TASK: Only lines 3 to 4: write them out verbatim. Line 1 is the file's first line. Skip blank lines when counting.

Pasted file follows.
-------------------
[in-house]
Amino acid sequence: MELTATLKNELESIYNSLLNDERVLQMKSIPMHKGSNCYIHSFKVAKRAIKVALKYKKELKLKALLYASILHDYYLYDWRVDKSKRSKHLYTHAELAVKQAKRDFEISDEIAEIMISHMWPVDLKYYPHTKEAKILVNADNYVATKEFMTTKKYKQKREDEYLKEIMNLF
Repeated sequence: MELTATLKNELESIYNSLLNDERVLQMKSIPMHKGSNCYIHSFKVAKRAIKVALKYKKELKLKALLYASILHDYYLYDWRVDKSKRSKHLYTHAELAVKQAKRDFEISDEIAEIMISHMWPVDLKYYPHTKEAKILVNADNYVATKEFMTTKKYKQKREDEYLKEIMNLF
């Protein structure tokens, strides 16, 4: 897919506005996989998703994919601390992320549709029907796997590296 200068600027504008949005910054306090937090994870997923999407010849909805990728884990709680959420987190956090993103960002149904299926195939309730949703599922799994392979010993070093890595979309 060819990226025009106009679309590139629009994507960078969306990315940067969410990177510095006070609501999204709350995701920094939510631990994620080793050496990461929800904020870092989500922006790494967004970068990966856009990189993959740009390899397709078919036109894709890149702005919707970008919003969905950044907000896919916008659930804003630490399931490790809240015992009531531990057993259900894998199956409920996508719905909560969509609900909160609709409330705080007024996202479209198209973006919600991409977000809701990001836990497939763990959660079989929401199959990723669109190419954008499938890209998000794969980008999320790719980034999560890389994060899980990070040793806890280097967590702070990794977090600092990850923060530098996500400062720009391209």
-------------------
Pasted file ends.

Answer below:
Repeated sequence: MELTATLKNELESIYNSLLNDERVLQMKSIPMHKGSNCYIHSFKVAKRAIKVALKYKKELKLKALLYASILHDYYLYDWRVDKSKRSKHLYTHAELAVKQAKRDFEISDEIAEIMISHMWPVDLKYYPHTKEAKILVNADNYVATKEFMTTKKYKQKREDEYLKEIMNLF
């Protein structure tokens, strides 16, 4: 897919506005996989998703994919601390992320549709029907796997590296 200068600027504008949005910054306090937090994870997923999407010849909805990728884990709680959420987190956090993103960002149904299926195939309730949703599922799994392979010993070093890595979309 060819990226025009106009679309590139629009994507960078969306990315940067969410990177510095006070609501999204709350995701920094939510631990994620080793050496990461929800904020870092989500922006790494967004970068990966856009990189993959740009390899397709078919036109894709890149702005919707970008919003969905950044907000896919916008659930804003630490399931490790809240015992009531531990057993259900894998199956409920996508719905909560969509609900909160609709409330705080007024996202479209198209973006919600991409977000809701990001836990497939763990959660079989929401199959990723669109190419954008499938890209998000794969980008999320790719980034999560890389994060899980990070040793806890280097967590702070990794977090600092990850923060530098996500400062720009391209």